Beautifying Baghdad: Colouring in a city of walls
When Ali Abdulrahman was coming to the end of his time at university, he wanted to do something to brighten up his community in the Iraqi capital, Baghdad.
With the support of the dean, Ali got together with nearly 100 fellow students to paint graffiti along the walls of the campus.
Seeing how the grey concrete walls were transformed by colour, the students decided to go a step further. In January 2015, they took to the streets and painted graffiti along the main roads of the city, and so began Imprint of Hope.
Red, yellow, green, and blue replaced the drab facades of bombed-out houses. Colourful landscapes, images of children playing in the streets, and messages of co-existence started to appear across the city.
Rise of barriers
The war and its aftermath changed Baghdad dramatically. In 2007, following a spike in suicide attacks and other bombings, the government adopted new security measures to try to protect civilians.
Baghdad became increasingly divided into neighbourhoods, separated by brick walls. The once lively and energetic city started to lose its character and atmosphere.
The walls did not only serve security purposes, but political and armed groups also used them as canvasses for sectarian slogans and political propaganda.
Locals complained that the city's litter was left along the walls, attracting rodents and creating a stench, particularly during the hot summer months.
Imprint of Hope sought to change this.
Messages of peace
Since it was founded, the group has painted hundreds of brick walls across Baghdad. It has swelled to more than 370 volunteers from a range of backgrounds, including students, carpenters, ironsmiths, artists and doctors.
In addition to decorating the city's walls, the group also paints orphanages, nurseries and public buildings, including a children's cancer hospital.
Ali says its graffiti sends messages of peace and denounces sectarian violence. Sometimes, the murals are meant to raise awareness about issues such as water consumption, electricity usage, and the importance of community work.
Last December around Christmas time, the group painted parts of Our Lady of Salvation Syrian Catholic Church, which was heavily damaged in explosions in 2010.
They also painted graffiti on the bricks that were later set up to protect the church from further attacks.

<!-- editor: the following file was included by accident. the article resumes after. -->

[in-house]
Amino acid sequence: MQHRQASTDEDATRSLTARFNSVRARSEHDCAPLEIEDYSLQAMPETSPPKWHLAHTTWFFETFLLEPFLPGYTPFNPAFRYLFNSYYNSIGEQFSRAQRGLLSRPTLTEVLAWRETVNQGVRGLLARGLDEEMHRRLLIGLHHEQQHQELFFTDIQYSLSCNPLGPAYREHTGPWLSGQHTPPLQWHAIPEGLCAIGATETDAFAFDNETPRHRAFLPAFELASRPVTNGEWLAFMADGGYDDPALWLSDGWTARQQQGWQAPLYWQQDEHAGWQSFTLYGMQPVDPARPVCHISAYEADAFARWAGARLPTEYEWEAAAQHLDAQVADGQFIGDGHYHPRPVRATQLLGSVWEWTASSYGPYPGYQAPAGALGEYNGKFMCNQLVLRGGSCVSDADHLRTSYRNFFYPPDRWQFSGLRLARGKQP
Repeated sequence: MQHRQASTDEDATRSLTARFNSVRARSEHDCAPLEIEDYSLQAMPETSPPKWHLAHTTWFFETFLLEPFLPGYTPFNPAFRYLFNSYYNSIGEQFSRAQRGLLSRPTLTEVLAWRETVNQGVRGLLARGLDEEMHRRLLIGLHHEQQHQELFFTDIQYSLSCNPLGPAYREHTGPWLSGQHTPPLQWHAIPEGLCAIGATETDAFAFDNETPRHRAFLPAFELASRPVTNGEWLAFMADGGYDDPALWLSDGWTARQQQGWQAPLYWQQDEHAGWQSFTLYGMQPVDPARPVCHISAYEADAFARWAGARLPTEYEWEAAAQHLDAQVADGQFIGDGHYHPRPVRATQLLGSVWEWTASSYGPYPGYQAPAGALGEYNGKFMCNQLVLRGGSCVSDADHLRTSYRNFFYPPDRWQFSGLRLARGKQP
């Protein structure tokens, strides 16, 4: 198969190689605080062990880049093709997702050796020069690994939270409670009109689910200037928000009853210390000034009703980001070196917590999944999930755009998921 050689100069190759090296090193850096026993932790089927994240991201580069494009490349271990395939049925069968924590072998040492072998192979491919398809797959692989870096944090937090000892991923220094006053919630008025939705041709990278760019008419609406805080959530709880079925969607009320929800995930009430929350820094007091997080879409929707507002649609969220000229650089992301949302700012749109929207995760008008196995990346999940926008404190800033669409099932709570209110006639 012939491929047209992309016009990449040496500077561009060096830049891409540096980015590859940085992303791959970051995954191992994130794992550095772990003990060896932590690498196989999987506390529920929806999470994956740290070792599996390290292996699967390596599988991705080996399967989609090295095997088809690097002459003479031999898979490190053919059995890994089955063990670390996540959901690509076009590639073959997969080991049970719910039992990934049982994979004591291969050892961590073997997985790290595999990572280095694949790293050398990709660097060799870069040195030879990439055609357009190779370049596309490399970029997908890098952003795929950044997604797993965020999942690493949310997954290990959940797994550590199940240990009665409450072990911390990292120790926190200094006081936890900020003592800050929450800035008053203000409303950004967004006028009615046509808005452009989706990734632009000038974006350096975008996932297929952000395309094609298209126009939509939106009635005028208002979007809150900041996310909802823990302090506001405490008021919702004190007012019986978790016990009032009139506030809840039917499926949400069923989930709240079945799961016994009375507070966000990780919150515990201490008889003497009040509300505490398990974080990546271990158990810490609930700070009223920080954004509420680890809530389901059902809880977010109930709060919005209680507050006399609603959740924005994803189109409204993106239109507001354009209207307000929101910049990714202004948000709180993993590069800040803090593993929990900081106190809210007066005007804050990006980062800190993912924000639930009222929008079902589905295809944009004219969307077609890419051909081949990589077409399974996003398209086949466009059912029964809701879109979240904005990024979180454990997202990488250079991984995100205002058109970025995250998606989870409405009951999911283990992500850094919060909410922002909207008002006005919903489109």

While making life in Baghdad more liveable is a priority, Ali also wants to change the perception people worldwide have of his city.
At the moment, the group does not receive outside funding. Volunteers pay a monthly subscription of 10,000 Iraqi Diners ($8), which is used to buy the paint and brushes.
Similar to many civil society groups in Iraq, securing funding is a challenge. Sometimes, Imprint of Hope gets commissioned to produce artwork for private homes. The money they make is used to fund new projects.
Although the Iraqi government has promised to financially support civil society movements, so far the group has only received donations in the form of materials, from Unicef and the EU. This was used to paint murals and graffiti across 121 schools in Iraq.
Initially, Ali and his friends faced pressure when some political parties tried to sabotage the group, suspecting a hidden political agenda.
"No-one wanted to fund us," says Ali. "They didn't understand what we do." Over time though, he says "with the positive reaction we received from the public, everyone is now trying to befriend us".
Ali is very proud of everyone who works for the group, though he feels that if his volunteers were living in another country in the Middle East, or in Europe, they would get more recognition and appreciation.
The group hopes to achieve other goals through its work.
Ali says that as well as with making Baghdad look prettier, the group would like to encourage people to become more active in society.
He says that through engaging in communal work, a greater feeling of citizenship could be fostered among Iraqis.
This would ease sectarian tension and potentially create a stronger sense of unity, he says.
Despite the widespread feeling of despair and frustration among Iraq's younger population, Imprint of Hope feels it is succeeding in creating a more positive atmosphere - a small step on a long path.
Produced by UGC and Social News Team. All photographs courtesy Imprint of Hope.